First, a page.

might will note, that might have been due to the source material for each show – Batman comics of the 1960s tended to be a good deal more campy than a typical Green Hornet radio drama).
In any event, the ratings on the series were not particularly great and towards the end of the first season of the Green Hornet, Williams and Lee made a guest appearance on two episodes of Batman during the second season of the Batman TV series, “A Piece of the Action” and “Batman’s Satisfaction” (they also made a quick cameo in another episode).
In it, the Dynamic Duo tangles with the Green Hornet and Kato…
Check it out (it starts at about the four and a half minute mark in the video)…
The legend is that Kato was originally written as losing to Robin in the initial fight but Bruce Lee threatened to not film the episode at all unless it was changed. They then changed it to a draw.
I have a couple of problems with the story right off of the bat (pun not intended)…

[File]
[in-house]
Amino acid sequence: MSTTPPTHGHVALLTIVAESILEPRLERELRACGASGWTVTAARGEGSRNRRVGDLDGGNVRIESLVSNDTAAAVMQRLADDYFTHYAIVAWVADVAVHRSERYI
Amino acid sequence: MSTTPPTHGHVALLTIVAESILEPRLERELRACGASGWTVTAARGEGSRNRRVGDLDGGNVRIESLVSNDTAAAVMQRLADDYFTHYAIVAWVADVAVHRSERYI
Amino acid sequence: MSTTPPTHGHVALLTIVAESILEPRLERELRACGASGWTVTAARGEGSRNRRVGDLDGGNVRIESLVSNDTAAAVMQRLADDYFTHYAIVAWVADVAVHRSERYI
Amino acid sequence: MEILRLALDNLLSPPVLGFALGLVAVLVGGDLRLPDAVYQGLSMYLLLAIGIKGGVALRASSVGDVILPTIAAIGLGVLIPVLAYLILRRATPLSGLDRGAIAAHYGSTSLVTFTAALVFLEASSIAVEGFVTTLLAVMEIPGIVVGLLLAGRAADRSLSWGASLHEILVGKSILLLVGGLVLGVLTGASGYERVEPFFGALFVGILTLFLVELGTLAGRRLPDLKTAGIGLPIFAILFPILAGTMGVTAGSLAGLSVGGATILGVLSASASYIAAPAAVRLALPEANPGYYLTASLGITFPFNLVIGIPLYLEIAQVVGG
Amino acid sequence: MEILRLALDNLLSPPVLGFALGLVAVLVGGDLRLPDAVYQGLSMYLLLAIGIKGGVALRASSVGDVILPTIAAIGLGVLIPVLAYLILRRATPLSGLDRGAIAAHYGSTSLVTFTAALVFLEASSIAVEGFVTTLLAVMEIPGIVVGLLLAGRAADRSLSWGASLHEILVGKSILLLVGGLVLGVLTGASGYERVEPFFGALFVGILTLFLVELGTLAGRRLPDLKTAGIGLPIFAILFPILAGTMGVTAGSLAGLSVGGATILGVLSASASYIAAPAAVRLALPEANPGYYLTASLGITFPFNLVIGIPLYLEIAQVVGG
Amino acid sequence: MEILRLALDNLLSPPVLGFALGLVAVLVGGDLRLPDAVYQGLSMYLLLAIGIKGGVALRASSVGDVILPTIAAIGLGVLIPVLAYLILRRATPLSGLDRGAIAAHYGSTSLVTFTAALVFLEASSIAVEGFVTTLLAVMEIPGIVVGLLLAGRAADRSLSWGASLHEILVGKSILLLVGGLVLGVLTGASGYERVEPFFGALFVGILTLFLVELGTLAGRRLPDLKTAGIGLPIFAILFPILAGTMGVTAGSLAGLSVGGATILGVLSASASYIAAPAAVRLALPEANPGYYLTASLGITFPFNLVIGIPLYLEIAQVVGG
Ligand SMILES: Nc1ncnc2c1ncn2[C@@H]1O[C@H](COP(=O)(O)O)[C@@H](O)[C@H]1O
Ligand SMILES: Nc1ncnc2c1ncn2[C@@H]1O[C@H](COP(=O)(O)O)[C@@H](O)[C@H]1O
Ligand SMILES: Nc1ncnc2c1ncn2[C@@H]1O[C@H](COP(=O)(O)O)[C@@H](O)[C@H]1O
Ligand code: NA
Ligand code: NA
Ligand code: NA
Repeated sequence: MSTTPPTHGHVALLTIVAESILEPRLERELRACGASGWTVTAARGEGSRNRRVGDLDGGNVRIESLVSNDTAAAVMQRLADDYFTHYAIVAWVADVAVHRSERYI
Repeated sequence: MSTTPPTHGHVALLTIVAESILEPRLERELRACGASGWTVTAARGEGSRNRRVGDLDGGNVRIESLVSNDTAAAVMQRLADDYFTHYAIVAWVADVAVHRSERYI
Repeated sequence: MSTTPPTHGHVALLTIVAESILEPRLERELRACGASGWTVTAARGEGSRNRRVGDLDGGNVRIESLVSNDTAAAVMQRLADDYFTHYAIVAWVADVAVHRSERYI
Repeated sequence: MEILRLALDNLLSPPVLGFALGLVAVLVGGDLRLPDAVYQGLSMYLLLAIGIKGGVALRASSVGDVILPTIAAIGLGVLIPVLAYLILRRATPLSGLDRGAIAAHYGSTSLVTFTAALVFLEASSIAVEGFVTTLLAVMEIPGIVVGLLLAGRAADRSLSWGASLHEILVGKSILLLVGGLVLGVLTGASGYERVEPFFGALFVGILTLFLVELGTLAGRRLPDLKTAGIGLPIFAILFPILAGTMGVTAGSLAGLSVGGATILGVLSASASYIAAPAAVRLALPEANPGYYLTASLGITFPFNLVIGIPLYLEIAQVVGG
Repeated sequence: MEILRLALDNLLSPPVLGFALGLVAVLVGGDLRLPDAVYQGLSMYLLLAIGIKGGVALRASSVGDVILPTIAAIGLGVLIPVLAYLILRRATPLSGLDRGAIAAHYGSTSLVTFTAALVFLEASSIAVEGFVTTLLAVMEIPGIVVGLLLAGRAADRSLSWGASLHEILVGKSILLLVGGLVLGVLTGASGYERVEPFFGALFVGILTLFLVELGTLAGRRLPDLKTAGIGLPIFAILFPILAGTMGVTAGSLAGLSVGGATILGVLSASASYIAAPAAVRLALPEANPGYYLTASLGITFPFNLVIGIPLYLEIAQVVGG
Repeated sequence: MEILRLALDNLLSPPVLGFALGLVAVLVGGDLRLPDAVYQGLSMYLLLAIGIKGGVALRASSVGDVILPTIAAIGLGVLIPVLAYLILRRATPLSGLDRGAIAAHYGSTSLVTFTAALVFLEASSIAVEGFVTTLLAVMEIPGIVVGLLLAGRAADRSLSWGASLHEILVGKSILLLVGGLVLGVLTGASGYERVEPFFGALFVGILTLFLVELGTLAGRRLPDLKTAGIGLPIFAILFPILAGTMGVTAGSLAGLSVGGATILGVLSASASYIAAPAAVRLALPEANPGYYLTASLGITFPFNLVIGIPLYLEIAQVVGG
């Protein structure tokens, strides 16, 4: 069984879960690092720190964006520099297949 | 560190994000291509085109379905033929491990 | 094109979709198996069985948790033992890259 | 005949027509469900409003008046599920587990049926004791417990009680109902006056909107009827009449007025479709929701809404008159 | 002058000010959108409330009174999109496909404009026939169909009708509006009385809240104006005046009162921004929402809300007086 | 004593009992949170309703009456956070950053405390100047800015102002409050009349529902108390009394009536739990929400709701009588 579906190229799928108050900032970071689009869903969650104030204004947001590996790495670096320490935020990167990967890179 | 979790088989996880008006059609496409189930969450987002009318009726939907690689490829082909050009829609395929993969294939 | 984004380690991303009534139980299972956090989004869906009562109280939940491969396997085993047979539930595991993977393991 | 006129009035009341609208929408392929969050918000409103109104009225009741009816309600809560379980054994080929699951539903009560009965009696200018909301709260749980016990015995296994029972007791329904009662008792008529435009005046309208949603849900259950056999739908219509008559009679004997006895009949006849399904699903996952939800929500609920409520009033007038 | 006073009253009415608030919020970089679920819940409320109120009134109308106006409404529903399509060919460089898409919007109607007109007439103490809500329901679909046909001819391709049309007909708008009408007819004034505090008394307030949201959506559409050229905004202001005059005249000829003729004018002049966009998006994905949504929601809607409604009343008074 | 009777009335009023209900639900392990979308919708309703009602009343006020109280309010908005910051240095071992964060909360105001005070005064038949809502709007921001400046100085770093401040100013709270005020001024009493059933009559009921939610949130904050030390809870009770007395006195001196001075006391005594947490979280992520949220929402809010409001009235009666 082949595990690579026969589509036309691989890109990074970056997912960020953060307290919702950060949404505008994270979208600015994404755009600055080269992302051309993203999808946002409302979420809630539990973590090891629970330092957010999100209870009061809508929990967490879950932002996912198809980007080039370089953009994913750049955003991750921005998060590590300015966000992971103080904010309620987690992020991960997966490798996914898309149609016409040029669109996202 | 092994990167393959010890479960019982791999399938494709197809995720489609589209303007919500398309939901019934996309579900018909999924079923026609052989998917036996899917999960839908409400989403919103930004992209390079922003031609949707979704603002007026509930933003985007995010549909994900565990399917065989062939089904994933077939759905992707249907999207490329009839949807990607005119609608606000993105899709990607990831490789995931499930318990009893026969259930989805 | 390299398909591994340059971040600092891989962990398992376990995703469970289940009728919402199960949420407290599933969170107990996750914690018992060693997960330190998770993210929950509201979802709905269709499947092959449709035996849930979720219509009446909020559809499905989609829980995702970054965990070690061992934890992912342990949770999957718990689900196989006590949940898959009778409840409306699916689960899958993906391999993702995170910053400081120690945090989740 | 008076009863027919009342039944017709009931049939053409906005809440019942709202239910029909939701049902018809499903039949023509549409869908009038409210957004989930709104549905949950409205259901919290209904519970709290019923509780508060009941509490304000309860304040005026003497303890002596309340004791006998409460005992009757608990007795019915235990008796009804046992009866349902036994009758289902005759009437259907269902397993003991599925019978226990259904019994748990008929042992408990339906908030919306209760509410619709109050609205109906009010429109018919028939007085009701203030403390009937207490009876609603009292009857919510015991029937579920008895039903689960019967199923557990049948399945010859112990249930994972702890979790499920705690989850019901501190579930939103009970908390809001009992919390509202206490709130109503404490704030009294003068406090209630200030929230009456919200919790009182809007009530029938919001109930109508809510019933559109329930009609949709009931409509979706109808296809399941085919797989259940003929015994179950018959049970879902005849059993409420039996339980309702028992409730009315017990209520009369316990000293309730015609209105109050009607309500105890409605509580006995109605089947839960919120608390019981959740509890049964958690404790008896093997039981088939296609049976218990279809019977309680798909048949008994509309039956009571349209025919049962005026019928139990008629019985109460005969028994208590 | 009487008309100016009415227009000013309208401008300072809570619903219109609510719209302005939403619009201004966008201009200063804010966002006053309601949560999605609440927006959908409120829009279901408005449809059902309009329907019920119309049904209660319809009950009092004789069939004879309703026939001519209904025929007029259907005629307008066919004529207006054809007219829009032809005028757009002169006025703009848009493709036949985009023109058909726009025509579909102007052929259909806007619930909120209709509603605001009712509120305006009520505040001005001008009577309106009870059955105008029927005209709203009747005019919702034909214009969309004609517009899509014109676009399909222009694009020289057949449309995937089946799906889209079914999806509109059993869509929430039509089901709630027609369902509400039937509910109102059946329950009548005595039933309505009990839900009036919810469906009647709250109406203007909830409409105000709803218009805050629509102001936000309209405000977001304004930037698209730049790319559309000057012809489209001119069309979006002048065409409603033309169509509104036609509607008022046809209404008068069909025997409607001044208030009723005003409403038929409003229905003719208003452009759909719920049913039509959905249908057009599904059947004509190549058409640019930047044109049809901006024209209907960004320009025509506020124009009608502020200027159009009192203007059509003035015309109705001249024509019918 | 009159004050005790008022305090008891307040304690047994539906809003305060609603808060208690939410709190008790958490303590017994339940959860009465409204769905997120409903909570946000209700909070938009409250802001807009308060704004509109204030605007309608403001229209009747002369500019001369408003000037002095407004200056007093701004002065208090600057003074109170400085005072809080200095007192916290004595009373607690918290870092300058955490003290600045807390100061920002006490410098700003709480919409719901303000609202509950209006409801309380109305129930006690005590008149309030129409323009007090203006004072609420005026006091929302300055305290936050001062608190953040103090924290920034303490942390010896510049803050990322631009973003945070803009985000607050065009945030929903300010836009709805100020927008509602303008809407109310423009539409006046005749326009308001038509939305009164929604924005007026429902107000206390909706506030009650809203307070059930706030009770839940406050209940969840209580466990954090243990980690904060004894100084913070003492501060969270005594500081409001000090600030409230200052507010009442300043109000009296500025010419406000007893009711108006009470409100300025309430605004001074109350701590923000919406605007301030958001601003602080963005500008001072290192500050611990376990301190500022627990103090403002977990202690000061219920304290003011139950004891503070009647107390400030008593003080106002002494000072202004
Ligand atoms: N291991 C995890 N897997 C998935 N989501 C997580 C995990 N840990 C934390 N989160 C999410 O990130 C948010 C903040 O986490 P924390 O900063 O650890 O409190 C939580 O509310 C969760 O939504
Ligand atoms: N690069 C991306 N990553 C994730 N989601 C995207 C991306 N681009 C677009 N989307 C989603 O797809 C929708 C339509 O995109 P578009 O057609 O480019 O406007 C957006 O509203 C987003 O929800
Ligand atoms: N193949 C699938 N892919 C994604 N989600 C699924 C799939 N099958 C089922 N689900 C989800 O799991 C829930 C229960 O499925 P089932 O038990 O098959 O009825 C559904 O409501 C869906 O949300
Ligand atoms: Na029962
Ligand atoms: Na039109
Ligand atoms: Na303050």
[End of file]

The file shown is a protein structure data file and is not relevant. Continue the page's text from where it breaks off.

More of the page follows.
First, it just doesn’t make any sense that the writers of the Batman TV series (the episode was specifically written by Charles Hoffman) would have a guest star LOSE a fight to Robin. The whole point of promoting another TV series is to promote that other series, not show them losing to your characters. The intent is to prop them up, not knock them down.
Secondly, while Bruce Lee was not really a fan of the Green Hornet TV series (he kept trying to pitch his own scripts since he felt what they were doing was not particularly good), he was extremely respectful about his criticisms. I’ve seen some of his letters to William Dozier, the creator of the show, and he’s very courteous to Dozier. Lee was thrilled to be acting professionally and making such a good income. It was just not in his character to pull a move like threatening to walk off because he didn’t like a script. This isn’t to say that Lee didn’t have a temper, as he did. But he was a professional.